python application/fetch_photo_and_reactions.py

    You should see output a photo and its five reactions.

    Photo<david25 -- 2019-03-02T09:11:30>
    Reaction<ylee -- PHOTO#david25#2019-03-02T09:11:30 -- smiley>
    Reaction<kennedyheather -- PHOTO#david25#2019-03-02T09:11:30 -- smiley>
    Reaction<jenniferharris -- PHOTO#david25#2019-03-02T09:11:30 -- +1>
    Reaction<geoffrey32 -- PHOTO#david25#2019-03-02T09:11:30 -- +1>
    Reaction<chasevang -- PHOTO#david25#2019-03-02T09:11:30 -- +1>

    Note that the secondary index takes a moment to backfill. You may get an error message indicating that backfilling is in progress. If so, try again in a few minutes.

    In the next step, we’ll see how to use the inverted index to fetch all the users that a given user is following.

  • Step 3: Find followed users

    In the previous step, you saw how to use an inverted index to fetch a one-to-many relationship for an entity that was itself the subject of a one-to-many relationship. In this step, you will use the inverted index to fetch the “other” side of a many-to-many relationship.

    The primary key in the table is allows you to find all of the followers of a particular user, but it won’t let you find all the users that someone is following. With the inverted index, it’s flipped -- you can find all the users followed by a particular user.

    In the code you downloaded, there is a file in the application/ directory called find_following_for_user.py. The contents of this script follows.

    import boto3
    
    from entities import Friendship
    
    dynamodb = boto3.client('dynamodb')
    
    USERNAME = "haroldwatkins"
    
    
    def find_following_for_user(username):
        resp = dynamodb.query(
            TableName='quick-photos',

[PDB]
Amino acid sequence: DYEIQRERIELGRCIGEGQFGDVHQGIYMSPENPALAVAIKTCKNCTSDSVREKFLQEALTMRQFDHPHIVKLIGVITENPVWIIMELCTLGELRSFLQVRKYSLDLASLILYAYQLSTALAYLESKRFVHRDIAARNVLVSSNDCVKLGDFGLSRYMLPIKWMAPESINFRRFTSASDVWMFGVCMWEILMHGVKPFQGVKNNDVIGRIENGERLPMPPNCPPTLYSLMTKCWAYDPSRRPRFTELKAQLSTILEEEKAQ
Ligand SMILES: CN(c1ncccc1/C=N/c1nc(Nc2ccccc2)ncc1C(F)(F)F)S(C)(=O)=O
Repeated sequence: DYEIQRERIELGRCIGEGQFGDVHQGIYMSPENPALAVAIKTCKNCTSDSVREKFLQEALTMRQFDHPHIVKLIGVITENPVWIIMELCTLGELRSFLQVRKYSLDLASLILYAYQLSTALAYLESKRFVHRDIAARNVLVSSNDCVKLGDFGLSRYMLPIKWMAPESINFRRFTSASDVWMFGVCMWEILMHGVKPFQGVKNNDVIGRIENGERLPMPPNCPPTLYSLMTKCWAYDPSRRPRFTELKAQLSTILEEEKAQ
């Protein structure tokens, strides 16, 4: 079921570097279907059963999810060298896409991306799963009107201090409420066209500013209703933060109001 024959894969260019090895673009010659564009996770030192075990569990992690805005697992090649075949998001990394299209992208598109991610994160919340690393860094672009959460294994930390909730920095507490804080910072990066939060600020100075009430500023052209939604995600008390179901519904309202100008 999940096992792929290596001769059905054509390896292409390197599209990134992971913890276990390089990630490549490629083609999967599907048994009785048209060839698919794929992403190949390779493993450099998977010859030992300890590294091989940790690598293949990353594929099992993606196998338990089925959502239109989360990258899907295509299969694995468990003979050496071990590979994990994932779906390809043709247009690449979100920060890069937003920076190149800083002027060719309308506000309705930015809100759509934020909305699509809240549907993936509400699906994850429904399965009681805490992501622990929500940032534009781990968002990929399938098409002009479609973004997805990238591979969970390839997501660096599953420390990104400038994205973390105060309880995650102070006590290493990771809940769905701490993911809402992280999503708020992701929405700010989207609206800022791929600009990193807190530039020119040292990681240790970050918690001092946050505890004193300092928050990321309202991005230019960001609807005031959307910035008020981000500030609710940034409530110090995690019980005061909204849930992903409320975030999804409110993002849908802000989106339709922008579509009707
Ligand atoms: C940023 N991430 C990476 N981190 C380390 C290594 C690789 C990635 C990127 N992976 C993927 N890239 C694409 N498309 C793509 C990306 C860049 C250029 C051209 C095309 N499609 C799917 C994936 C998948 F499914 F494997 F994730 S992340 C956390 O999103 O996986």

IndexName='InvertedIndex',
            KeyConditionExpression="SK = :sk",
            ExpressionAttributeValues={
                ":sk": { "S": "#FRIEND#{}".format(username) }
            },
            ScanIndexForward=True
        )
    
        return [Friendship(item) for item in resp['Items']]
    
    
    
    follows = find_following_for_user(USERNAME)
    
    print("Users followed by {}:".format(USERNAME))
    for follow in follows:
        print(follow)
    

    The find_following_for_user function is similar to a function you would have in your application. The function accepts a username for whom you want to find the followed users. The function then queries the inverted index to find all Friendship entities where the following user is the given username.

    Run the script by running the following command in your terminal.

    python application/find_following_for_user.py

    Your console should output a list of users followed by the given username:

    Users followed by haroldwatkins:
    Friendship<chasevang -- haroldwatkins>
    Friendship<david25 -- haroldwatkins>
    Friendship<frankhall -- haroldwatkins>
    Friendship<geoffrey32 -- haroldwatkins>
    Friendship<jacksonjason -- haroldwatkins>
    Friendship<natasha87 -- haroldwatkins>
    Friendship<nmitchell -- haroldwatkins>
    Friendship<ppierce -- haroldwatkins>
    Friendship<tmartinez -- haroldwatkins>
    Friendship<vpadilla -- haroldwatkins>

    Note that while this returns all the Friendship entities for a user, the information in a Friendship entity is pretty sparse. It only includes the username of the followed user but not the full user profile. In the next module, we will discuss how to use partial normalization to efficiently handle situations like these.

  • Conclusion

    In this module, we added a secondary index to our table using the inverted index pattern. This satisfied two additional access patterns:

    • View photo and reactions (Read)
    • View followed for user (Read)

    When retrieving all followed users for a user, we saw a problem that each Friendship entity was missing information about the followed user. In the next module, we will see how to use partial normalization to help with this access pattern.